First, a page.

Prepared by Jubril Oyeyemi
Imam An Nawawi, in the introduction of his 40 hadith stated, "Scholars agree that weak hadith which speak merely about virtues and deeds may be cited.” The preponderant opinion has allowed the embellishment of the Virtues of good deeds by way of Da’eef hadiths. In essence, these categories of hadith are not to establish laws or prohibition but merely to encourage religious practices already agreed upon.
Ibn Taymiyyah said, "... and it is not permissible to rely in the Shari'ah upon da'if ahadith which are not sahih or hasan. But Ahmad bin Hanbal and other scholars considered it permissible to report with regards to fada'il al-a'mal that which they did not know to be affirmed, when it is known that it is not a lie. And that is because when the action is known to be legislated with a Shari'ah evidence, it is possible that the reward be a fact. And not one of the Imams said that he considered it to be permissible to make something obligatory or recommended based upon a da'if hadith." (Al-Qa'idah al-Jalilah fi al-tawassul wa-al-wasilah pg. 82)
Ibn Hajar al-`Asqalani enumerates the following etiquette for the use of a Da’eef Hadith in encouraging Virtuous deeds.
1. The hadith should not be seriously weak. It should not be the narration of someone known to make many or very serious mistakes or of someone who is accused of making deliberate falsifications.
2. The hadith must be addressing something that is already firmly and generally established in Islamic law. It cannot establish something new.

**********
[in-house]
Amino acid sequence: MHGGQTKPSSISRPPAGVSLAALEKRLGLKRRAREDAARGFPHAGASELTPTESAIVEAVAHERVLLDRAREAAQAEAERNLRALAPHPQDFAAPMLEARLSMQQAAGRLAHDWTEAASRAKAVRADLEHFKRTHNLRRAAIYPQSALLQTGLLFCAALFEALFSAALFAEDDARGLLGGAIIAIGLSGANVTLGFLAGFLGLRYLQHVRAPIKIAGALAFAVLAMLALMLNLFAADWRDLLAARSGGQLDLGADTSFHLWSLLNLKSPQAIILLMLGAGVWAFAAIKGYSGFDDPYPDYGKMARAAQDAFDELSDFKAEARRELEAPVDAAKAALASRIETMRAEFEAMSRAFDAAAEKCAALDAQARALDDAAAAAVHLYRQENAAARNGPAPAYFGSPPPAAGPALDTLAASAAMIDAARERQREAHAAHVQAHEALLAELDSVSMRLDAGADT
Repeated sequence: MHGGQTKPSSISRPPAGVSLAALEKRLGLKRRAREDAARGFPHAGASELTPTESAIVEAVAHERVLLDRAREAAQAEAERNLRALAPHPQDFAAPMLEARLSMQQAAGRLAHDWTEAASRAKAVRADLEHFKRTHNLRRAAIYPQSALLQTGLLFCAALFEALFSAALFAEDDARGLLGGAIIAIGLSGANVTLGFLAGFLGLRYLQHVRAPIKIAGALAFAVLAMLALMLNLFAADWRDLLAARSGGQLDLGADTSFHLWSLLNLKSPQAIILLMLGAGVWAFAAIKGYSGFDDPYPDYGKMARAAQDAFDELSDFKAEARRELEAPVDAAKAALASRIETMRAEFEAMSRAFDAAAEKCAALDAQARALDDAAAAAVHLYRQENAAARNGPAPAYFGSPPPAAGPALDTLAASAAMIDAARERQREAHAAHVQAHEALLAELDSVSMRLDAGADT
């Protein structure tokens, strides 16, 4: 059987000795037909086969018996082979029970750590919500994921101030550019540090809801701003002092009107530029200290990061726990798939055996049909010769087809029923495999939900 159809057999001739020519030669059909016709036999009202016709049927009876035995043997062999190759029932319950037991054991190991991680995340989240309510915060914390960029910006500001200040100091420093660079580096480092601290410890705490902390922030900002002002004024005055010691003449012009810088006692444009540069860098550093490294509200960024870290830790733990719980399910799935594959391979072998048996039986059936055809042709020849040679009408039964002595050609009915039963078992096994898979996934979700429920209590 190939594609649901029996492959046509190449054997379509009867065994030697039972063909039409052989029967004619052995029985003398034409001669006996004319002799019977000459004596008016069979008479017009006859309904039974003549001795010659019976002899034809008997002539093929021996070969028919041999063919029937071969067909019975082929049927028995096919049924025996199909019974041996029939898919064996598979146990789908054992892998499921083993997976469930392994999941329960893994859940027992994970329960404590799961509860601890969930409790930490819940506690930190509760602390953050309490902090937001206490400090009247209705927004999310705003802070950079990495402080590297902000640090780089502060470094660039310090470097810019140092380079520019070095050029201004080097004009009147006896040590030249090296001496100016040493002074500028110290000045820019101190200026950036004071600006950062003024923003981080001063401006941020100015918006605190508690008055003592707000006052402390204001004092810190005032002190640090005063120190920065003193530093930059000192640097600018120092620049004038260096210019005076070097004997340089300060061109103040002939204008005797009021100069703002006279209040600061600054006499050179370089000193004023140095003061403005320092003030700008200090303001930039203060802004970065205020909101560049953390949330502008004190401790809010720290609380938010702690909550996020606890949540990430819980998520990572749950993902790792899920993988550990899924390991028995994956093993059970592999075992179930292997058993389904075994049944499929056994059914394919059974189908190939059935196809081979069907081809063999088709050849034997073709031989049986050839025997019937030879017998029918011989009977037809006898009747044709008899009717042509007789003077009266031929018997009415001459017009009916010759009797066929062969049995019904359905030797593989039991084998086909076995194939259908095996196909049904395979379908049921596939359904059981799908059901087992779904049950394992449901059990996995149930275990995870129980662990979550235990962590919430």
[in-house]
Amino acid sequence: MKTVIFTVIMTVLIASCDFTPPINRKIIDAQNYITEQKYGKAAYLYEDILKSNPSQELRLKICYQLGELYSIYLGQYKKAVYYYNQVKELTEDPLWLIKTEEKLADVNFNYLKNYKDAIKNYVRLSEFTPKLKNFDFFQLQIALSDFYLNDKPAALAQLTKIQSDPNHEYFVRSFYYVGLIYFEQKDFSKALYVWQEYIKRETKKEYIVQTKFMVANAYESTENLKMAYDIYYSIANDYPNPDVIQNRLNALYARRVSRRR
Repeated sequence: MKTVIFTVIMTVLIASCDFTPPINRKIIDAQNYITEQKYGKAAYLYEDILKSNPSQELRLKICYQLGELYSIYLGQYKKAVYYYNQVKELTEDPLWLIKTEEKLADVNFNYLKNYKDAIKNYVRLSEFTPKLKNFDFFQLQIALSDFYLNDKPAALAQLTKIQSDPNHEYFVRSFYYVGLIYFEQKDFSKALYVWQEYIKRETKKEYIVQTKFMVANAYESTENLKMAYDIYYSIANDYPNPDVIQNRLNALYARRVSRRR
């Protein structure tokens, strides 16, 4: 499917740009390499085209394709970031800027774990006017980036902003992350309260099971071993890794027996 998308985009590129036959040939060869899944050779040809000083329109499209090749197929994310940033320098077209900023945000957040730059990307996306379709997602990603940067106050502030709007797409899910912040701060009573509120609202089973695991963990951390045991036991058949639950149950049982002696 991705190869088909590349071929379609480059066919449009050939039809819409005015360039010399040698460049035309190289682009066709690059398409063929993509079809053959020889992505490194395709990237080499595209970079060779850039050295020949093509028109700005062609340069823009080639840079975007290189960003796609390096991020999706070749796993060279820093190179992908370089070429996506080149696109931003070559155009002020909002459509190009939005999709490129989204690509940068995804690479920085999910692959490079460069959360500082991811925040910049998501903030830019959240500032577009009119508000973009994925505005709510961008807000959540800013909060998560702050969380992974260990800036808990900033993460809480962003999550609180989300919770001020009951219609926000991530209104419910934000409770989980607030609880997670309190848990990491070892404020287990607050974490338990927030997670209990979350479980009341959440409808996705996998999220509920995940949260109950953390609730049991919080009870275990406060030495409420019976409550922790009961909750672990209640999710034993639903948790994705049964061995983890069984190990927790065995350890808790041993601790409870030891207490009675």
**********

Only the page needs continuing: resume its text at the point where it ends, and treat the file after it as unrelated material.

3. Those who act upon the hadith should not cultivate a firm belief in their hearts that what the hadith says is true.
Ibn Taymiyah also stated, "If the weak hadith speaking about the virtues of a good deed introduces any quantitative statement or any specification, then it is impermissible to use it. For example, this would be the case if the hadith specifies a particular time for reciting the Qur'an or a specific chapter or verse, or if it gives a particular way of performing an act." (Majmu` al-Fatawa, 18/67)
It is also interesting to note that many a great work of Hadith contain weak Hadith. These include but are not limited to Sunan al-Tirmidhi, Ibn Maja, al-Bayhaqi, al-Mustadrak of Imam Hakim. These works have been accepted by majority of our scholars of Ahl-Sunnah. Perhaps the most notable mention is that other works of Imam Bikhari himself such as al-Adab al-Mufrad and Juz’ al-qira’a khalf al-imam contains many weak narrations.
… And to Allah belongs all knowledge…
By profession Jubril Oyeyemi is a doctor of internal medicine and practices in South Jersey. He is actively involved in his community as a board member of GCLEA, the chair of the Men's Enrichment Committee, and is enrolled in Al-Hikmah Institute's Diploma Program in Islamic Sciences and Arabic & Quranic Studies.
This article was presented as the Tafsir 101 course essay assignment.